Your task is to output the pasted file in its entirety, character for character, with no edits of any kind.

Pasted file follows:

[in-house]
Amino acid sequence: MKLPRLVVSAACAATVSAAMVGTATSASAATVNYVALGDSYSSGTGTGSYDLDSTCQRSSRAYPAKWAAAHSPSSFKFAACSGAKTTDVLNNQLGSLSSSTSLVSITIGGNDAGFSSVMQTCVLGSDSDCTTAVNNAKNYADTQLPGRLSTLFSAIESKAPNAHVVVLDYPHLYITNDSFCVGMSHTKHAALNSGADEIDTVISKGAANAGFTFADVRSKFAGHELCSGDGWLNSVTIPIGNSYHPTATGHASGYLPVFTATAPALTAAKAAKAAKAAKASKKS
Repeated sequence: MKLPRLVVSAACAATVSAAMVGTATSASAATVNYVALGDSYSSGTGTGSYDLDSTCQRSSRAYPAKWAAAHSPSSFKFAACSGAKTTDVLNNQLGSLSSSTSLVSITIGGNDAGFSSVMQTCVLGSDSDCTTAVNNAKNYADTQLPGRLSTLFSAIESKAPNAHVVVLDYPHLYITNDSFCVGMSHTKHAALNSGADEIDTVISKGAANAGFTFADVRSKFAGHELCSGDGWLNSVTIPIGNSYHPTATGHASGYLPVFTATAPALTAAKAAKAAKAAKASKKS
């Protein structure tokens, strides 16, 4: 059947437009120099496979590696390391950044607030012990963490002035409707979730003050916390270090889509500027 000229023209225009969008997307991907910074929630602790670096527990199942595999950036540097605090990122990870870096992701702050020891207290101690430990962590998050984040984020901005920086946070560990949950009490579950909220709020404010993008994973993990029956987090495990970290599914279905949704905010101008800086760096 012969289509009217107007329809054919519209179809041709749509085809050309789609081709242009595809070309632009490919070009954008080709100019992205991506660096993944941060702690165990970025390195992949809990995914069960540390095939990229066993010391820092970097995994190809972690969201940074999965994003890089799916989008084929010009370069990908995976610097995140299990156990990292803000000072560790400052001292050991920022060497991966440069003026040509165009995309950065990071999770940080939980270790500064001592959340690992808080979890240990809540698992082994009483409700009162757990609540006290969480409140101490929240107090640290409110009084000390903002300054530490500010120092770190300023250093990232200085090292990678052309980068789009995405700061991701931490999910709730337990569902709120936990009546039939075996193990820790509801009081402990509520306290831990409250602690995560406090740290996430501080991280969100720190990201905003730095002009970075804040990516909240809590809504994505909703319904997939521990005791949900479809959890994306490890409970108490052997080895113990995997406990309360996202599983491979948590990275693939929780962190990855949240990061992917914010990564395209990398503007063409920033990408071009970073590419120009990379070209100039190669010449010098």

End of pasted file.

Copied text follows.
[in-house]
Amino acid sequence: MKLPRLVVSAACAATVSAAMVGTATSASAATVNYVALGDSYSSGTGTGSYDLDSTCQRSSRAYPAKWAAAHSPSSFKFAACSGAKTTDVLNNQLGSLSSSTSLVSITIGGNDAGFSSVMQTCVLGSDSDCTTAVNNAKNYADTQLPGRLSTLFSAIESKAPNAHVVVLDYPHLYITNDSFCVGMSHTKHAALNSGADEIDTVISKGAANAGFTFADVRSKFAGHELCSGDGWLNSVTIPIGNSYHPTATGHASGYLPVFTATAPALTAAKAAKAAKAAKASKKS
Repeated sequence: MKLPRLVVSAACAATVSAAMVGTATSASAATVNYVALGDSYSSGTGTGSYDLDSTCQRSSRAYPAKWAAAHSPSSFKFAACSGAKTTDVLNNQLGSLSSSTSLVSITIGGNDAGFSSVMQTCVLGSDSDCTTAVNNAKNYADTQLPGRLSTLFSAIESKAPNAHVVVLDYPHLYITNDSFCVGMSHTKHAALNSGADEIDTVISKGAANAGFTFADVRSKFAGHELCSGDGWLNSVTIPIGNSYHPTATGHASGYLPVFTATAPALTAAKAAKAAKAAKASKKS
């Protein structure tokens, strides 16, 4: 059947437009120099496979590696390391950044607030012990963490002035409707979730003050916390270090889509500027 000229023209225009969008997307991907910074929630602790670096527990199942595999950036540097605090990122990870870096992701702050020891207290101690430990962590998050984040984020901005920086946070560990949950009490579950909220709020404010993008994973993990029956987090495990970290599914279905949704905010101008800086760096 012969289509009217107007329809054919519209179809041709749509085809050309789609081709242009595809070309632009490919070009954008080709100019992205991506660096993944941060702690165990970025390195992949809990995914069960540390095939990229066993010391820092970097995994190809972690969201940074999965994003890089799916989008084929010009370069990908995976610097995140299990156990990292803000000072560790400052001292050991920022060497991966440069003026040509165009995309950065990071999770940080939980270790500064001592959340690992808080979890240990809540698992082994009483409700009162757990609540006290969480409140101490929240107090640290409110009084000390903002300054530490500010120092770190300023250093990232200085090292990678052309980068789009995405700061991701931490999910709730337990569902709120936990009546039939075996193990820790509801009081402990509520306290831990409250602690995560406090740290996430501080991280969100720190990201905003730095002009970075804040990516909240809590809504994505909703319904997939521990005791949900479809959890994306490890409970108490052997080895113990995997406990309360996202599983491979948590990275693939929780962190990855949240990061992917914010990564395209990398503007063409920033990408071009970073590419120009990379070209100039190669010449010098």